Just Posted

BC Green Party leader and Cowichan Valley MLA Sonia Furstenau introduced a petition to the provincial legislature on Thursday calling for the end of old-growth logging in the province. (File photo)
Cowichan Valley MLA Furstenau introduces old-growth logging petition

BC Green Party calls for the end of old-growth logging as protests in Fairy Creek continue

Residents encouraged to fill out online survey to provide feedback on regional needs. (Pixabay)
Wanted man Michael Bruce was arrested Wednesday in Langford. (Black Press Media file photo)
West Shore RCMP find wanted man hiding under mattress

Michael Bruce had multiple warrants out for his arrest in Sooke and the West Shore

Brian Korzenowski rides with Athena, left, and Venus who are safely strapped in and goggled up with the wind in their fur. (Zoe Ducklow - Sooke News Mirror)
Double-dog motorcycle sidecar brings smiles to Sooke Road commuters

Athena and Venus are all teeth and smiles from their Harley-Davidson sidecar

Graduating students at Esquimalt Secondary School will have a rolling grad ceremony this Saturday (June 19). (Black Press Media file photo)
Esquimalt High School’s graduation a driving experience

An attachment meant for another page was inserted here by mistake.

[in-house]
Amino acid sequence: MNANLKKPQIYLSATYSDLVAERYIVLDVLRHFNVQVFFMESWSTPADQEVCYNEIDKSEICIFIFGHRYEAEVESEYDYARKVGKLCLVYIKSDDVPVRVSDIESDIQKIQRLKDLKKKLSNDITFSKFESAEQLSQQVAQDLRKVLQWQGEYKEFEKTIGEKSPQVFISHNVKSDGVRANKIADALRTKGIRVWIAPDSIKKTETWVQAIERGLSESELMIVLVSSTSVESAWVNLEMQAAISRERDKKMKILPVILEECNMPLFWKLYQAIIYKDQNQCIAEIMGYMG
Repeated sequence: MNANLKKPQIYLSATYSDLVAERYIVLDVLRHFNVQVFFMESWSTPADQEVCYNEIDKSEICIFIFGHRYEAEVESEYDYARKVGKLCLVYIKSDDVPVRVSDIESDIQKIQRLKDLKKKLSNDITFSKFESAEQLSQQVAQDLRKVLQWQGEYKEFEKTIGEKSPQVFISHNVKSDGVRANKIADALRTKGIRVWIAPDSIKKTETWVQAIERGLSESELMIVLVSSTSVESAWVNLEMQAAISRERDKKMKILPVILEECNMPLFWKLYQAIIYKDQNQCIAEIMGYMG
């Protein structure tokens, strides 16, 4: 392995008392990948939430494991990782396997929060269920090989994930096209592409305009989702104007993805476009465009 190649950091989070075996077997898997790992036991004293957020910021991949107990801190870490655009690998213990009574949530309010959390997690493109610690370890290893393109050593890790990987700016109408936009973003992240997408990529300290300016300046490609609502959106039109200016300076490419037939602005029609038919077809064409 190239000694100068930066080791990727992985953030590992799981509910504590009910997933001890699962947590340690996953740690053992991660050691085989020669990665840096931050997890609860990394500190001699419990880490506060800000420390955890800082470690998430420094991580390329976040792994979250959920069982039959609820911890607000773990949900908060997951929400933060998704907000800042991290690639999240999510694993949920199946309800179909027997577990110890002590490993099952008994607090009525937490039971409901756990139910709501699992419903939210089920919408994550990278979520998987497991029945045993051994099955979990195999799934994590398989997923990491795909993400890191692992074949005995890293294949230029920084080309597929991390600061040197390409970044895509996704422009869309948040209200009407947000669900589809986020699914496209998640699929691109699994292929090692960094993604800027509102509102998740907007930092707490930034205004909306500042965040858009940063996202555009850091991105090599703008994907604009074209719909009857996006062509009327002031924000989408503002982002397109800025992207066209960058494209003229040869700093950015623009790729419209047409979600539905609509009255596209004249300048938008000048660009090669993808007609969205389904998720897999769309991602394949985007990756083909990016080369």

Second annual car rally and drive-through diploma pickup on tap for Saturday

People line up to get their COVID-19 vaccine at a vaccination centre, Thursday, June 10, 2021 in Montreal. THE CANADIAN PRESS/Ryan Remiorz
Vaccines, low COVID case counts increase Father’s Day hope, but risk is still there

Expert says people will have to do their own risk calculus before popping in on Papa

(Black Press Media file photo)
POLL: When was the last time you visited the mainland?

The films are again lighting the screens at local theatres, the wine… Continue reading

Anyone with information on any of these individuals is asked to call 1-800-222-TIPS (8477) or visit the website victoriacrimestoppers.ca for more information.
Greater Victoria Crime Stoppers wanted list for the week of June 15

Greater Victoria Crime Stoppers is seeking the public’s help in locating the… Continue reading